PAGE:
Remove from oven, and let cool for a few -- they firm up better that way.
Take them off the cookie sheet with a flipper. They should be holding together, but don't lose it if they don't -- life's too short. Try letting them cool a little longer -- that often works.
Make a burger, or, if you made nuggets, dip those bad boys in some sauce you made.

Yves Veggie Burgers can kiss our asses. They are made from GMO soy and Yves was just bought out by one of those huge American thingamajiggers, so who knows what evils lurk behind their cozy tofu exterior. DIY.

Let me know in the comments section if you have any questions or, um...comments.


Tuesday, September 11, 2007

diet for a sad planet

I have been vegan on again and off again during my life -- some of my off-agains started pretty dramatically -- drunken shrimp cocktail binges on new year's eve, bloodied birthday steaks, but seriously folks...

I have now made the change back to veganism for good -- I started about three months ago. It is pretty hard to dispute that eating vegan is one of the best things you can do for the planet, animals and your health all wrapped up in one little egg-free spring roll wrapper.


i am going to periodically post some of my favourite vegan recipies here, either my own, or pictures of some I've made from cookbooks/websites (with full cred given of course, so you can go get the recipes yourself!)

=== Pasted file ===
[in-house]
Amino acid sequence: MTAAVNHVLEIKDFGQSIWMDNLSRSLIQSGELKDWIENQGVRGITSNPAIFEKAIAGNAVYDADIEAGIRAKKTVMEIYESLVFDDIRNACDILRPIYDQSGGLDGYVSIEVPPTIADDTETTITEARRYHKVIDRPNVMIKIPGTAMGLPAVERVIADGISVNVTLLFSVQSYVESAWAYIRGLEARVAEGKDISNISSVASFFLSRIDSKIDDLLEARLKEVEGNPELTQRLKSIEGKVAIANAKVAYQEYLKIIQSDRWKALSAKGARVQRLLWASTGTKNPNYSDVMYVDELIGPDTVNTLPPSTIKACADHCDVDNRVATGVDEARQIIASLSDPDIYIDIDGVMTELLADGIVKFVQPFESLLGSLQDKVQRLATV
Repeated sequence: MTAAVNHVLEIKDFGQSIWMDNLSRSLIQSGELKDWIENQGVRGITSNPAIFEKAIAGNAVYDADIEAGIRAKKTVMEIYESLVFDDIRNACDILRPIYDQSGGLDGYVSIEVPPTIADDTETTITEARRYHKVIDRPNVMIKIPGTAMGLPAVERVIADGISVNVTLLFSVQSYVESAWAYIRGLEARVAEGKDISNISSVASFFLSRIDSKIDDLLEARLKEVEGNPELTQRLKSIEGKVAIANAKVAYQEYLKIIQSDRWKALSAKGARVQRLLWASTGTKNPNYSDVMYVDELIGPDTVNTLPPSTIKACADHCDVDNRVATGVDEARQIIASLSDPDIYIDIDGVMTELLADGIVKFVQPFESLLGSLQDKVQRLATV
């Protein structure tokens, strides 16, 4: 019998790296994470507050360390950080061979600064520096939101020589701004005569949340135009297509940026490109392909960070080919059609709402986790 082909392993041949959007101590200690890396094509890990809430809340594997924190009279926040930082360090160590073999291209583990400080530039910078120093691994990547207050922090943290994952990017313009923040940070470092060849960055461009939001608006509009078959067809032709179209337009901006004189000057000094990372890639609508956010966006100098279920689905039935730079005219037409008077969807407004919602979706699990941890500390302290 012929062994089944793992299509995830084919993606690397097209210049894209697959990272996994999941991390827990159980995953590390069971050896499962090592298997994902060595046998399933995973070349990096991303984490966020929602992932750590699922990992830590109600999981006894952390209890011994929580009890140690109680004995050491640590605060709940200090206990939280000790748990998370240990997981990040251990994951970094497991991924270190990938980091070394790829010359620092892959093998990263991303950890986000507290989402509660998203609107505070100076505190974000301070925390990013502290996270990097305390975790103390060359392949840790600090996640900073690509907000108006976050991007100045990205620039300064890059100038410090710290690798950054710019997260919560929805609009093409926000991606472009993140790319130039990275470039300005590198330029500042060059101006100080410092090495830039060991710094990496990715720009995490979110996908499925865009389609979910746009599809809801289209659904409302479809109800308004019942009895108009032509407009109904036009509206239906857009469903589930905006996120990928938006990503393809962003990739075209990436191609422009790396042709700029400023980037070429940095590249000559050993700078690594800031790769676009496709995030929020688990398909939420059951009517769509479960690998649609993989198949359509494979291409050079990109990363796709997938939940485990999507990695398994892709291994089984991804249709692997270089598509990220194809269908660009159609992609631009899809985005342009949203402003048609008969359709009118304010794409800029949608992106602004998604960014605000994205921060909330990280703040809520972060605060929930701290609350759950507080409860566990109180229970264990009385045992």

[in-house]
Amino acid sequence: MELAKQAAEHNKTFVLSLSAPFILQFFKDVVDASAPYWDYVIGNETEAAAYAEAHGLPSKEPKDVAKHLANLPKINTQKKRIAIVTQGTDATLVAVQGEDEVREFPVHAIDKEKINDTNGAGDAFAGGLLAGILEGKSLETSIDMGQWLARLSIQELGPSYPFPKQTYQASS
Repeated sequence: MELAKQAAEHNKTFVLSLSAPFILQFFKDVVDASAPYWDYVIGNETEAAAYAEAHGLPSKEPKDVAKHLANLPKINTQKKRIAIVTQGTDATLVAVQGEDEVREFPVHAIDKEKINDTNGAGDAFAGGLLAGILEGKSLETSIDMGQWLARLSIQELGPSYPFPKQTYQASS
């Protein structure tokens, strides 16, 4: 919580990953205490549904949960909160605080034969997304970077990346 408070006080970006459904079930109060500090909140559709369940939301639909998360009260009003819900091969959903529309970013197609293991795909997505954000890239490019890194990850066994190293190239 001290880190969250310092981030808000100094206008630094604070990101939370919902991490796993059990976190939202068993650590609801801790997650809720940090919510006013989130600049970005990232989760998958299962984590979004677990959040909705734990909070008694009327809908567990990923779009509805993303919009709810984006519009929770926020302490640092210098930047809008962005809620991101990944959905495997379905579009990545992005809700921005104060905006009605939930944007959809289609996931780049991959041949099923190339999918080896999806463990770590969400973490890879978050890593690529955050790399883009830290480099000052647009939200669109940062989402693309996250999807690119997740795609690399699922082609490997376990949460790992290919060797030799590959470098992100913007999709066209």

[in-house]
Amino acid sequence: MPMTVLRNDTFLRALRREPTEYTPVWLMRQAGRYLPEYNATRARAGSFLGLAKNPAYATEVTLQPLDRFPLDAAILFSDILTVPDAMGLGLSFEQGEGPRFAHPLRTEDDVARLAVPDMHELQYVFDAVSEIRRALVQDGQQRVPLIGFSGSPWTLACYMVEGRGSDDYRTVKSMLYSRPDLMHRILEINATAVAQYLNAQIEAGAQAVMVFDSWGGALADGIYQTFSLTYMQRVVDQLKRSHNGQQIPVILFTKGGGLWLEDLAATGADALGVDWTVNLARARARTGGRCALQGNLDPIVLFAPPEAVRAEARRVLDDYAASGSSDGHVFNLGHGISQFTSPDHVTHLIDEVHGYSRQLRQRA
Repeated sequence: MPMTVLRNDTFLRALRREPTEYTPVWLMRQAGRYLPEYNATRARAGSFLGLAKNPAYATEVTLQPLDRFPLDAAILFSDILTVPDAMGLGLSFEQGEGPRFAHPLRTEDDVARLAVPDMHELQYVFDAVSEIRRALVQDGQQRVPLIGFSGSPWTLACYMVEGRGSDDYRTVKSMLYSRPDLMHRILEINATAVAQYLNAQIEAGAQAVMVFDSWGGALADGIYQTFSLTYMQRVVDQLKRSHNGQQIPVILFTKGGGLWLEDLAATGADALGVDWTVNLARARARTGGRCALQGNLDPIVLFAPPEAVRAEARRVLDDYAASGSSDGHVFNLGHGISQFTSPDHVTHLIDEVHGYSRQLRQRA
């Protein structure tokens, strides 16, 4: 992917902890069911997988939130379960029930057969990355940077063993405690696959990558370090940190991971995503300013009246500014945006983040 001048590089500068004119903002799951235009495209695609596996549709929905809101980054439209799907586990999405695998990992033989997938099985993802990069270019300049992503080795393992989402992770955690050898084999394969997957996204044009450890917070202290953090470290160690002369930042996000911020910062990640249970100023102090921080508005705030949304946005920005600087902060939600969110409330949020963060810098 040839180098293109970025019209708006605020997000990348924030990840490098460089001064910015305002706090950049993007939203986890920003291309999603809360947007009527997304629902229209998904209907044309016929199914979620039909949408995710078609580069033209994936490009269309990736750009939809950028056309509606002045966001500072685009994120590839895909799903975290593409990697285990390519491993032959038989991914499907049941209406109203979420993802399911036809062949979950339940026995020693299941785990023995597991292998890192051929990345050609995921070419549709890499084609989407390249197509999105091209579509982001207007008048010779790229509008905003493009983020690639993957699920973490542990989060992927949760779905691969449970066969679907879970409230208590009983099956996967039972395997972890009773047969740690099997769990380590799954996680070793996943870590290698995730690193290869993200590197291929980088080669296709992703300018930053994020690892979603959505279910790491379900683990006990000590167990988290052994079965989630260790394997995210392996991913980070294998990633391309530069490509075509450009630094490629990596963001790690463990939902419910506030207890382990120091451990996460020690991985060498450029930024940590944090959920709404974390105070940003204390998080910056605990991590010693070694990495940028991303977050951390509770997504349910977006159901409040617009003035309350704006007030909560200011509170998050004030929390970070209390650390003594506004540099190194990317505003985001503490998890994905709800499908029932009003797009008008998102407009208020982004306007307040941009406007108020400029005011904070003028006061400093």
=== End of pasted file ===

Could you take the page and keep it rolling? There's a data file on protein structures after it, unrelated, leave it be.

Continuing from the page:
p.s. All my recipies will, of course, be GMO free.

More soon. Got to cuddle Kai who just woke up...


Friday, September 7, 2007

what if...

people refused to buy things for the whole day when there were smog days?
would that encourage industry to stop spewing so much crap into our air the way they do?
another day that i can't take kai outside today.


doesn't the city of toronto have compost bins on the street with all the other bins for garbage and recycling?

Thursday, September 6, 2007


I have been AWOL for the last little while -- an English exam and a Reiki practicum to finish up have been consuming me.

The main thing I am working on these days is trying to find a way to compost my organic matter.
It turns out that my condo is not going to have the Green Bin Program until 2010 -- my property manager says no condos in Toronto will have it until then.
I am going to look into it.